DOI: 10.1002/lsm.23767 ISSN: 0196-8092

Neck and chest rejuvenation with fractional 1440 and 1927‐nm low‐powered diode laser

Lauren Hoffman, Eleanor Smeallie, Nkem Ugonabo, Anne Chapas
  • Dermatology
  • Surgery



Ultraviolet light and infrared radiation exposure to the chest and neck can result in photoaging changes, such as rhytids, skin roughness, and dyschromia, which can be treated with nonablative fractionated lasers. The low‐powered fractionated 1440 and 1927‐nm diode lasers have been shown to safely reduce facial photodamage. This study was conducted to investigate the safety and efficacy of a low‐powered 1440 and 1927‐nm nonablative fractionated diode laser in addressing photoaging symptoms, such as rhytids, skin roughness, and dyschromia, of the neck and chest.


In a prospective, single‐arm, nonrandomized study, a cohort of 24 adult female patients with photodamage to their neck and chest received four treatments to these areas, administered at 4‐week intervals. Treatments consisted of four passes on high settings with the 1440 nm handpiece followed by four passes with the 1927 nm handpiece. Photographs were taken at each study visit. Study investigators graded wrinkle severity, texture, and mottled pigmentation of the treated area at baseline and follow‐up visit, 3 months after the fourth treatment. Subjects also rated clinical improvement of their neck and chest, along with overall appearance. Blinded evaluators used baseline and follow‐up photographs to quantify improvements of rhytids and hyperpigmentation of the neck and chest using a 6‐point improvement scale.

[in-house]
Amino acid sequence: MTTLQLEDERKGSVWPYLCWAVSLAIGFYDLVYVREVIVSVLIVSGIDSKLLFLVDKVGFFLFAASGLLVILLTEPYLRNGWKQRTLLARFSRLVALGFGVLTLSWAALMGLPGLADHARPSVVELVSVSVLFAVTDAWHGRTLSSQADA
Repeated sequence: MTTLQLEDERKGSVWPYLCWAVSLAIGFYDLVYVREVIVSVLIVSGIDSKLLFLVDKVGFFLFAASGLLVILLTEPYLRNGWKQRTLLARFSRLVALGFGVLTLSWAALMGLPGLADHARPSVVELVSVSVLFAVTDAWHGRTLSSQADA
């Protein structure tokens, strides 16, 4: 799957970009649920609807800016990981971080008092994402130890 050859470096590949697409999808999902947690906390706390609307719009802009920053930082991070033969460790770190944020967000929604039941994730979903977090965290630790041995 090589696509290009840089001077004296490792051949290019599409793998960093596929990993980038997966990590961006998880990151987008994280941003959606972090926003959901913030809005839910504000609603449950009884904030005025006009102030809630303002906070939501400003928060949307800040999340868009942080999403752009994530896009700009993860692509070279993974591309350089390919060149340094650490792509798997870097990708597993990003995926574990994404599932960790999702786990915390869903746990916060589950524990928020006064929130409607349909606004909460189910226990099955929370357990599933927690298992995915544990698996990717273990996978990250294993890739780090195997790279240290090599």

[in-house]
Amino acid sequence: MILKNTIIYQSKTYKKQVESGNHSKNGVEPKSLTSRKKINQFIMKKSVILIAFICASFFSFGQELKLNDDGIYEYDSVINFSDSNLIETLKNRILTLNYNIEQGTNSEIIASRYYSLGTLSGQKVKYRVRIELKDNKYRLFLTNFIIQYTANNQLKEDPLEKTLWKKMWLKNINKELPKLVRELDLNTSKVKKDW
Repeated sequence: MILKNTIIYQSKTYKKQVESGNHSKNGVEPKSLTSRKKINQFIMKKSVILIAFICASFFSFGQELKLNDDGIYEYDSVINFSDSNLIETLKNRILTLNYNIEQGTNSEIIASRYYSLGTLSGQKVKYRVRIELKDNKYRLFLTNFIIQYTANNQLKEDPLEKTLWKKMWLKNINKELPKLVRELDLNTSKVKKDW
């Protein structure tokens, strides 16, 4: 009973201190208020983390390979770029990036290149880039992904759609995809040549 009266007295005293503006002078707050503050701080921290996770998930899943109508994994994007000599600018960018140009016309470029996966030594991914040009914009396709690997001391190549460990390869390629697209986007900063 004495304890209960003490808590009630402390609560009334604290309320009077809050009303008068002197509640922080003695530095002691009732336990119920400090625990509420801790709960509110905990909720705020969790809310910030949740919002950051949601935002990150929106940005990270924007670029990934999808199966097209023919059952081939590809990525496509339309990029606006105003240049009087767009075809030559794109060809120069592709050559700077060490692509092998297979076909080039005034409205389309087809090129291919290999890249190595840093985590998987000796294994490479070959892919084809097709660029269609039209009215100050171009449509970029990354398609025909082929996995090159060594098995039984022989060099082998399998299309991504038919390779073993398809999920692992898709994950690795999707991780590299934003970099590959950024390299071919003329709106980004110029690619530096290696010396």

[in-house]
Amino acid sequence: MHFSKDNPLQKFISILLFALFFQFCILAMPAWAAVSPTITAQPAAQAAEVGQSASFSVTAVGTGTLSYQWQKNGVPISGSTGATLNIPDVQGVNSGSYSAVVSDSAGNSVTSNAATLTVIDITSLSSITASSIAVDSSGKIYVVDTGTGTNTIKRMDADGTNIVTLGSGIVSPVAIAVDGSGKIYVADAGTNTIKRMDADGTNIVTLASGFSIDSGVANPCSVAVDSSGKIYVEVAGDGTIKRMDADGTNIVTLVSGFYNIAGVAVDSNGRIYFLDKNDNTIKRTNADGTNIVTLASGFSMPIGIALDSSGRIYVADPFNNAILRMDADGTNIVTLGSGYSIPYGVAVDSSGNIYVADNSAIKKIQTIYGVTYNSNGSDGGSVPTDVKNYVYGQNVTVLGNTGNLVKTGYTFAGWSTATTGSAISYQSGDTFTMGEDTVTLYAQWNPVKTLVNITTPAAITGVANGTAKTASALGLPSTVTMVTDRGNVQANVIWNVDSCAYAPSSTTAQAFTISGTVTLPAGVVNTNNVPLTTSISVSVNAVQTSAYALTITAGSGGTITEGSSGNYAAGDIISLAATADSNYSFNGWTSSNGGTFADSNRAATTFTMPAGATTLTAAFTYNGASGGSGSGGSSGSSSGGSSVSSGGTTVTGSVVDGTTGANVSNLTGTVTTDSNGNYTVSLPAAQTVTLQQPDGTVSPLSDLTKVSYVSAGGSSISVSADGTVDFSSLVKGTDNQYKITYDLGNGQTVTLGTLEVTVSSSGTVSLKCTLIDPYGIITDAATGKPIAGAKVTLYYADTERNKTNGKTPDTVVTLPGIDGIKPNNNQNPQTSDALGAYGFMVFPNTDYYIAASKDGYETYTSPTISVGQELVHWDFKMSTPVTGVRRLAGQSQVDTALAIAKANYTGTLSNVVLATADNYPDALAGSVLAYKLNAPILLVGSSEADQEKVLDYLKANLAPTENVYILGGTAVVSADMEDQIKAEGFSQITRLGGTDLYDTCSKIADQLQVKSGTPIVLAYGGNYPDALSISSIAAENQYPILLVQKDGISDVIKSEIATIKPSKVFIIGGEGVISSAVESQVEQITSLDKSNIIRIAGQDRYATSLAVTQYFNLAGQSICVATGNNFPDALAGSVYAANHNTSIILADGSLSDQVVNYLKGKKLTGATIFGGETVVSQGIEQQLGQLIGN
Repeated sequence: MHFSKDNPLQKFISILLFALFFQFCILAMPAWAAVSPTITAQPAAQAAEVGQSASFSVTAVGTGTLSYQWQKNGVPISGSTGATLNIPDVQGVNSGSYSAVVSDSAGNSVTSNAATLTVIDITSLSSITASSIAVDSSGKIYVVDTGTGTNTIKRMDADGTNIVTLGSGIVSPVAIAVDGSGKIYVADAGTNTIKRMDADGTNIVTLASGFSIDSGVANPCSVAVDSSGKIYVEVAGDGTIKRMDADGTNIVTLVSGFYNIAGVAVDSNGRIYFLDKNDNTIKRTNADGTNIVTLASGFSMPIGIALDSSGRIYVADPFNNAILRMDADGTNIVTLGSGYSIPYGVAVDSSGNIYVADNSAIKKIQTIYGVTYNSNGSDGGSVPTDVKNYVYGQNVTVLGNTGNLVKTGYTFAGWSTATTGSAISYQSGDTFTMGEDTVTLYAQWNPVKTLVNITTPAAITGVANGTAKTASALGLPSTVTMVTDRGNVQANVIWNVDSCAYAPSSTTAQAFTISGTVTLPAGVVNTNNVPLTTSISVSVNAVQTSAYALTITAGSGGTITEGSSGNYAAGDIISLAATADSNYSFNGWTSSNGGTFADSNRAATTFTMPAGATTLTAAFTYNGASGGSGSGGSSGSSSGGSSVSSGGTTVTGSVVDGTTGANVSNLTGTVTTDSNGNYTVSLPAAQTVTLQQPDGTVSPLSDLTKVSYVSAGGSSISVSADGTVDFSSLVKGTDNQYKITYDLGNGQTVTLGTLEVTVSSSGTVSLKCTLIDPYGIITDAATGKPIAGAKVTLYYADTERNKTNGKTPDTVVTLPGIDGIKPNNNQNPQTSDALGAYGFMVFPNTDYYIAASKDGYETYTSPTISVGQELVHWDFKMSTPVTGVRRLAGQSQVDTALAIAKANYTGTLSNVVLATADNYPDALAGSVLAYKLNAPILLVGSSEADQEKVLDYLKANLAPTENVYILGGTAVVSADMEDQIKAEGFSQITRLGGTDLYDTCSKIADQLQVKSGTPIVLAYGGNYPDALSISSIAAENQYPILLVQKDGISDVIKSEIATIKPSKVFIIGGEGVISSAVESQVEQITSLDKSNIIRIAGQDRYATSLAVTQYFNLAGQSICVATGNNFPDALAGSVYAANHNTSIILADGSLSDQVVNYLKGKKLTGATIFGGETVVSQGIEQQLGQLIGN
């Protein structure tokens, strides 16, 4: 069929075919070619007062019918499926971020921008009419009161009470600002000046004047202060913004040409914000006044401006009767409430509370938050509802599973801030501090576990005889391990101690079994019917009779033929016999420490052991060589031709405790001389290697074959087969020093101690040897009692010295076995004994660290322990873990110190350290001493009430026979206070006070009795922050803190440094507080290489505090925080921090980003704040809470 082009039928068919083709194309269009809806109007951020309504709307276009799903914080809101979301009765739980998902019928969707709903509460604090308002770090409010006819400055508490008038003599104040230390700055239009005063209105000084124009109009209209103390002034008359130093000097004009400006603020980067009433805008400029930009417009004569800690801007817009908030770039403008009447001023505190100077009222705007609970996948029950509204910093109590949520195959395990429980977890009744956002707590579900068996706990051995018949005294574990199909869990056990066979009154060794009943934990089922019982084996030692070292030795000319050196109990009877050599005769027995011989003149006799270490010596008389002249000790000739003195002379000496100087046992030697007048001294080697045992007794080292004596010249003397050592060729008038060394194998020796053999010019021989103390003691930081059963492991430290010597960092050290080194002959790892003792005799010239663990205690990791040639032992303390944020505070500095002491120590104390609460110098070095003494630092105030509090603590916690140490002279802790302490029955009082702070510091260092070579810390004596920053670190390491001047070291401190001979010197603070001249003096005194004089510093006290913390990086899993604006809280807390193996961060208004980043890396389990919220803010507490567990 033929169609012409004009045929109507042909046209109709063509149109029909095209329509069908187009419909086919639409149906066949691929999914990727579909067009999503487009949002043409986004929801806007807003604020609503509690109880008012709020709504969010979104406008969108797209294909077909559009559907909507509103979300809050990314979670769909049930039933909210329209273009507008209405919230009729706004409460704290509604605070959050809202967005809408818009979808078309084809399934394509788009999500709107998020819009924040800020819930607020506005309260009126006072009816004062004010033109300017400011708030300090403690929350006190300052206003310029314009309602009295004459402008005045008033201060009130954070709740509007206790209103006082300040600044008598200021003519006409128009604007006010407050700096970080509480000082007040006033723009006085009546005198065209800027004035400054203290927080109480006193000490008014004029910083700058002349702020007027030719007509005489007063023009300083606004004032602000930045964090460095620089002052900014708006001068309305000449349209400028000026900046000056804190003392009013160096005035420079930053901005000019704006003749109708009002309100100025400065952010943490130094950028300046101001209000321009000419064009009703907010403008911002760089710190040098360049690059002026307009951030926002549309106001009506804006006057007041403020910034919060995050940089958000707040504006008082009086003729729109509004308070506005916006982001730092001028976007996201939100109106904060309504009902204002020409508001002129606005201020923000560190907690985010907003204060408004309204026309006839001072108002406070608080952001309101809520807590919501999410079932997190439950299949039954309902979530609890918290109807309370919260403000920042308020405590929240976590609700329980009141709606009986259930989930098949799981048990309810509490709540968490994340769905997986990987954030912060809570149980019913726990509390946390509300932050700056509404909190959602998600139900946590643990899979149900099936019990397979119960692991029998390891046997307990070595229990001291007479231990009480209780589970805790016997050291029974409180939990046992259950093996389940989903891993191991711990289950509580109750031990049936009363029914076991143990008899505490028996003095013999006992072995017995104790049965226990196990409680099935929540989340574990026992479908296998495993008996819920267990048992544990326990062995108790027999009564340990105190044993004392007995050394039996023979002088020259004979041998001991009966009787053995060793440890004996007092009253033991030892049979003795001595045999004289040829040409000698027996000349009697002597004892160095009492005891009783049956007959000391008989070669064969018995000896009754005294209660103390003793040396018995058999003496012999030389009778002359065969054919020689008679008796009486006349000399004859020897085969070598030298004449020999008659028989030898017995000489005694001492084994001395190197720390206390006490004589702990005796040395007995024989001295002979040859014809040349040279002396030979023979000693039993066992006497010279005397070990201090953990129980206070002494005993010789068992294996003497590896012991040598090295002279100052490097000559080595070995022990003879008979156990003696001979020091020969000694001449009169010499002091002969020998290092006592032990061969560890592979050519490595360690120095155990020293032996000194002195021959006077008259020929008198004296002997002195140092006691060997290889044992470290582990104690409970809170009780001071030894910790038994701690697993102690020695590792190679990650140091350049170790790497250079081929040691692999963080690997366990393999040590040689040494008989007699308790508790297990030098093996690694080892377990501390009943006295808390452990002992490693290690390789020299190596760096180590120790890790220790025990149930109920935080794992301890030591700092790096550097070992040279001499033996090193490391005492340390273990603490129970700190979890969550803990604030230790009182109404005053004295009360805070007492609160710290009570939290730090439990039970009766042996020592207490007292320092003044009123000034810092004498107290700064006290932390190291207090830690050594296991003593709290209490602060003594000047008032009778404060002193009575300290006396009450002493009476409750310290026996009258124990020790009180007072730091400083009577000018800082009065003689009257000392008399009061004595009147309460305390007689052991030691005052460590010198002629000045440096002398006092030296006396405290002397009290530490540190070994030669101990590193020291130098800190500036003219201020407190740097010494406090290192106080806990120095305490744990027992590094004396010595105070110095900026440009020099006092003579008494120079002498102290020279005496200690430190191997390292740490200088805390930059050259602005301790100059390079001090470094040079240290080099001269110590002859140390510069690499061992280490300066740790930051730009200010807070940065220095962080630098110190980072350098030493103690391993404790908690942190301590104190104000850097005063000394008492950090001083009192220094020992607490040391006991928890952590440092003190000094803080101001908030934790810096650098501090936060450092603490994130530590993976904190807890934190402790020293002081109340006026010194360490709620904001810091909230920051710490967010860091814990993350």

Of the original cohort, 20 subjects completed all four treatments and 3‐month follow‐ups. The mean rhytid scores improved by 0.7 ± 1.0 for both neck and chest. Meanwhile, texture scores improved by 1.2 ± 0.4 for the neck and 1.4 ± 0.7 for the chest, with pigment scores improving by 0.5 ± 0.6 for the neck and 0.67 ± 0.7 for the chest. Statistical analysis using paired t‐tests, performed on all pre‐ and posttreatment scores, revealed significant differences (p < 0.05) in wrinkle severity, skin texture, and pigmentation of the neck and chest posttreatment. The degree of improvement was consistent for both the neck and chest areas. Blinded evaluators graded clinical improvements in rhytids and pigmentation at 0.6 ± 1.0 and 0.8 ± 1.2 respectively, corresponding to mild improvement of both neck and chest.


A series of treatments with the nonablative low‐energy fractional 1440 and 1927‐nm diode laser appears to be safe and effective for improving rhytids, skin texture, and hyperpigmentation of the neck and chest.

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